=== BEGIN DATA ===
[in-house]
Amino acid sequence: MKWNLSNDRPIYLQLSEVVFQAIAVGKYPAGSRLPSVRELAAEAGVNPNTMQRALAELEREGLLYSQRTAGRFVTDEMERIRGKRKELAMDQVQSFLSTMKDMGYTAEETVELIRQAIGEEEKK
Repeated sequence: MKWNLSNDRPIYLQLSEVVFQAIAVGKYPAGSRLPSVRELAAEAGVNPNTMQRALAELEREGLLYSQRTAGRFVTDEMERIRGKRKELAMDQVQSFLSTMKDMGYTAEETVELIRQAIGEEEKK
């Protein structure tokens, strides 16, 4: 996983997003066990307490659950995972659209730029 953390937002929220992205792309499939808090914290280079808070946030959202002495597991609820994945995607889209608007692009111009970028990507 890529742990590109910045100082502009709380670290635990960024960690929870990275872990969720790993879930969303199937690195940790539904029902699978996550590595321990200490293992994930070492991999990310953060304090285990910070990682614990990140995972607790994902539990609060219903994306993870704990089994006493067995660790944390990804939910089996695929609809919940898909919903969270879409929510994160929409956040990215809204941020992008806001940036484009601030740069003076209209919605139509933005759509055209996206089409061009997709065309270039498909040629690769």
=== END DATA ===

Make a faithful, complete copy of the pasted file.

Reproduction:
[in-house]
Amino acid sequence: MKWNLSNDRPIYLQLSEVVFQAIAVGKYPAGSRLPSVRELAAEAGVNPNTMQRALAELEREGLLYSQRTAGRFVTDEMERIRGKRKELAMDQVQSFLSTMKDMGYTAEETVELIRQAIGEEEKK
Repeated sequence: MKWNLSNDRPIYLQLSEVVFQAIAVGKYPAGSRLPSVRELAAEAGVNPNTMQRALAELEREGLLYSQRTAGRFVTDEMERIRGKRKELAMDQVQSFLSTMKDMGYTAEETVELIRQAIGEEEKK
């Protein structure tokens, strides 16, 4: 996983997003066990307490659950995972659209730029 953390937002929220992205792309499939808090914290280079808070946030959202002495597991609820994945995607889209608007692009111009970028990507 890529742990590109910045100082502009709380670290635990960024960690929870990275872990969720790993879930969303199937690195940790539904029902699978996550590595321990200490293992994930070492991999990310953060304090285990910070990682614990990140995972607790994902539990609060219903994306993870704990089994006493067995660790944390990804939910089996695929609809919940898909919903969270879409929510994160929409956040990215809204941020992008806001940036484009601030740069003076209209919605139509933005759509055209996206089409061009997709065309270039498909040629690769």